Human psychopharmacology of hoasca, a plant hallucinogen used in ritual context in Brazil

J Nerv Ment Dis. 1996 Feb;184(2):86-94. doi: 10.1097/00005053-199602000-00004.


A multinational, collaborative, biomedical investigation of the effects of hoasca (ayahuasca), a potent concoction of plant hallucinogens, was conducted in the Brazilian Amazon during the summer of 1993. This report describes the psychological assessment of 15 long-term members of a syncretic church that utilizes hoasca as a legal, psychoactive sacrament as well as 15 matched controls with no prior history of hoasca ingestion. Measures administered to both groups included structured psychiatric diagnostic interviews, personality testing, and neuropsychological evaluation. Phenomenological assessment of the altered state experience as well as semistructured and open-ended life story interviews were conducted with the long-term use hoasca group, but not the hoasca-naive control group. Salient findings included the remission of psychopathology following the initiation of hoasca use along with no evidence of personality or cognitive deterioration. Overall assessment revealed high functional status. Implications of this unusual phenomenon and need for further investigation are discussed.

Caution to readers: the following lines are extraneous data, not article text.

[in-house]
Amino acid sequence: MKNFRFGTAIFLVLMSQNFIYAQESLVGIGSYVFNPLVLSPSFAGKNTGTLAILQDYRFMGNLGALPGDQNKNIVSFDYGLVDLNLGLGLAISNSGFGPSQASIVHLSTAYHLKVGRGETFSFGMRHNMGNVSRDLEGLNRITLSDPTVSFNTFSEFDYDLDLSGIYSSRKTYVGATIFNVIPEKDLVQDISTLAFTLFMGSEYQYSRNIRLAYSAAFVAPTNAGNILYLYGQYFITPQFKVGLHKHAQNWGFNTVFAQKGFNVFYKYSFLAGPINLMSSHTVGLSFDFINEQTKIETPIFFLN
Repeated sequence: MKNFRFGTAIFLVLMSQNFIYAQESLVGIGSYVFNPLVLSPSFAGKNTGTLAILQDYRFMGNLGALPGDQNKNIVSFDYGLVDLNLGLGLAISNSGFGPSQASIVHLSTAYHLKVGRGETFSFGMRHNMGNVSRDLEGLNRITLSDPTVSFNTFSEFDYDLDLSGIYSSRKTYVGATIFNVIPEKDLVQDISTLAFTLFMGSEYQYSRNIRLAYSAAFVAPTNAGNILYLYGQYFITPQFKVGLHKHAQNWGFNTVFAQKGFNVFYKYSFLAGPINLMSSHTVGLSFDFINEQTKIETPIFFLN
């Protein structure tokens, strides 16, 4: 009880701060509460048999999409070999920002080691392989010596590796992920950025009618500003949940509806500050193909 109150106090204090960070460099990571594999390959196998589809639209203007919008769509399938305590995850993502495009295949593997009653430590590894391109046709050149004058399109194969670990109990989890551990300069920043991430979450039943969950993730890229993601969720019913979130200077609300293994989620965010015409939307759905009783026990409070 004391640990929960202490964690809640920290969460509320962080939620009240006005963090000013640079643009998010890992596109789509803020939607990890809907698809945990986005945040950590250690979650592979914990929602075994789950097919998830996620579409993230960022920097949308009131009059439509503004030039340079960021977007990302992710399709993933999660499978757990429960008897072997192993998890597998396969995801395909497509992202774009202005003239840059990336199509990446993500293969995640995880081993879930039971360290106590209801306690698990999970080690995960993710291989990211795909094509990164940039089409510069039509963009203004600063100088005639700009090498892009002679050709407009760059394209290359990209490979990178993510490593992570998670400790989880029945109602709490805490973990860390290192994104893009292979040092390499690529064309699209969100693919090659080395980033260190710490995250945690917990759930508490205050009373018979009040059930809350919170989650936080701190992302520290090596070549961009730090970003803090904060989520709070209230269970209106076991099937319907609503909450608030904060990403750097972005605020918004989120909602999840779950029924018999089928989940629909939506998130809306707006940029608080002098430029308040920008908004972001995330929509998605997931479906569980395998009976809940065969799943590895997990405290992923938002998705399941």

MeSH terms

  • Adult
  • Brazil / epidemiology
  • Cognition / drug effects
  • Hallucinogens / pharmacology*
  • Harmine / pharmacology
  • Humans
  • Magic
  • Male
  • Medicine, Traditional
  • Mental Disorders / diagnosis
  • Mental Disorders / epidemiology
  • Middle Aged
  • Neuropsychological Tests
  • Personality / drug effects
  • Plants, Medicinal*
  • Psychiatric Status Rating Scales
  • Religion and Medicine*
  • Substance-Related Disorders / diagnosis
  • Substance-Related Disorders / psychology
  • Tea
  • Verbal Learning / drug effects


  • Hallucinogens
  • Tea
  • Harmine